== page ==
JAKARTA, Indonesia — Once the wait for President Barack Obama's return was over, Indonesian anticipation turned to another question: Would a conservative Muslim government minister shake the first lady's hand?
He says he did, but not by choice. Footage on YouTube shows otherwise, sparking a debate that has lit up Facebook, Twitter and the rest of the blogosphere.
"I tried to prevent (being touched) with my hands but Mrs. Michelle held her hands too far toward me (so) we touched," Information Minister Tifatul Sembiring told tens of thousands of followers on Twitter.
While Indonesia has the largest Muslim population in the world, the vast majority practice a moderate form of the faith. But Sembiring has flaunted his piety, making a point of avoiding contact with women who are not related to him.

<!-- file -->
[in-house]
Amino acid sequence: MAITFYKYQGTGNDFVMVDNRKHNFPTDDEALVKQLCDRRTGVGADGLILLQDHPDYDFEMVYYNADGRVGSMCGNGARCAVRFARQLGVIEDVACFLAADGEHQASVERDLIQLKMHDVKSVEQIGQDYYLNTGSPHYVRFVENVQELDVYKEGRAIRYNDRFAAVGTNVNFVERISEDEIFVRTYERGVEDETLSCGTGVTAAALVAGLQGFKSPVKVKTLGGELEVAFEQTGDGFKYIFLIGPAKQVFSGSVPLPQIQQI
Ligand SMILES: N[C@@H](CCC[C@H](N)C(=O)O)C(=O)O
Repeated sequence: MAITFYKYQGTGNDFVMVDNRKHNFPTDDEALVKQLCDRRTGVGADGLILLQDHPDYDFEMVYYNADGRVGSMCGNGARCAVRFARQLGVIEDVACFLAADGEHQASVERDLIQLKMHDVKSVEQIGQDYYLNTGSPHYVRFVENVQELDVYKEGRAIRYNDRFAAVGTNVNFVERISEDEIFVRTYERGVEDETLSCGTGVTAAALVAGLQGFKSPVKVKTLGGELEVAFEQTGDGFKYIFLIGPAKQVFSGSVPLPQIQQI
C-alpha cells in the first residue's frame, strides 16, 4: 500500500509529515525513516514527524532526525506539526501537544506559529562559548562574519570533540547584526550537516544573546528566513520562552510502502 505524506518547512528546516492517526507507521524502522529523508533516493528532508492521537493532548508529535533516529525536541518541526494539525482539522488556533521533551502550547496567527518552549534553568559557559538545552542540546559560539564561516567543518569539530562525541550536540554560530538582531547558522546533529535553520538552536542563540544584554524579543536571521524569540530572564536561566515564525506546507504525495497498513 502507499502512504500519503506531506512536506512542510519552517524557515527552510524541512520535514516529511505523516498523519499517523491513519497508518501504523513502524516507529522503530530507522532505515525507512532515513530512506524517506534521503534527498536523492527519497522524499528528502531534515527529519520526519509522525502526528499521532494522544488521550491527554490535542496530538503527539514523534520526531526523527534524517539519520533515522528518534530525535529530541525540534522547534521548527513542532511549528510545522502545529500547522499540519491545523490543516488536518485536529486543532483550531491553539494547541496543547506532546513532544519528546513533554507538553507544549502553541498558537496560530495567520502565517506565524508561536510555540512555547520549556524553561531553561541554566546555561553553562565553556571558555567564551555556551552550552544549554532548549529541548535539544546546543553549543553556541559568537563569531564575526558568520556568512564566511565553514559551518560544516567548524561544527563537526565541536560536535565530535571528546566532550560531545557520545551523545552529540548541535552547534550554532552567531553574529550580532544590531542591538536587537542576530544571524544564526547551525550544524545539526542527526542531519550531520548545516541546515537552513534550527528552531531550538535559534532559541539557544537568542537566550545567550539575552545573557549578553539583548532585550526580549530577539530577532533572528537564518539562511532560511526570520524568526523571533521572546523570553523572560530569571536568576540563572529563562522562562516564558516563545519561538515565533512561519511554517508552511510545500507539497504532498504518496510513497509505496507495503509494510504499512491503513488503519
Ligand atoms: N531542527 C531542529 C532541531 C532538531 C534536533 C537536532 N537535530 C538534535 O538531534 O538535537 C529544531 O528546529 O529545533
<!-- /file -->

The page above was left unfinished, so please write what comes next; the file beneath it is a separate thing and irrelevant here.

The minister was among the dignitaries in a receiving line that greeted the Obamas as they arrived in Jakarta on Tuesday — a homecoming of sorts for the president who spent part of his childhood here. Indonesians gathered around television sets across the country to watch the American president touch down. Children at the school he attended practiced a song dedicated to him just in case he visited.
In footage of the official welcome, Sembiring appeared to share his countrymen's enthusiasm. He smiled broadly as he shook the president's hand and then reached with both hands to grasp Michelle's. But later he said she forced their contact.
His denial was in a response to tweets from Indonesians who noted the handshake, saying it called into question his long-standing claims that, as a good Muslim, he restricts his contact with women.
Many posts had a "gotcha" quality to them.
One female journalist — who said the minister had refused to shake her hand — gleefully noted that now he would no longer be able to wriggle out of it.
Sembiring has often tweeted controversial comments, including blaming natural disasters on a lack of morality and joking about AIDS.
Copyright 2010 The Associated Press. All rights reserved. This material may not be published, broadcast, rewritten or redistributed.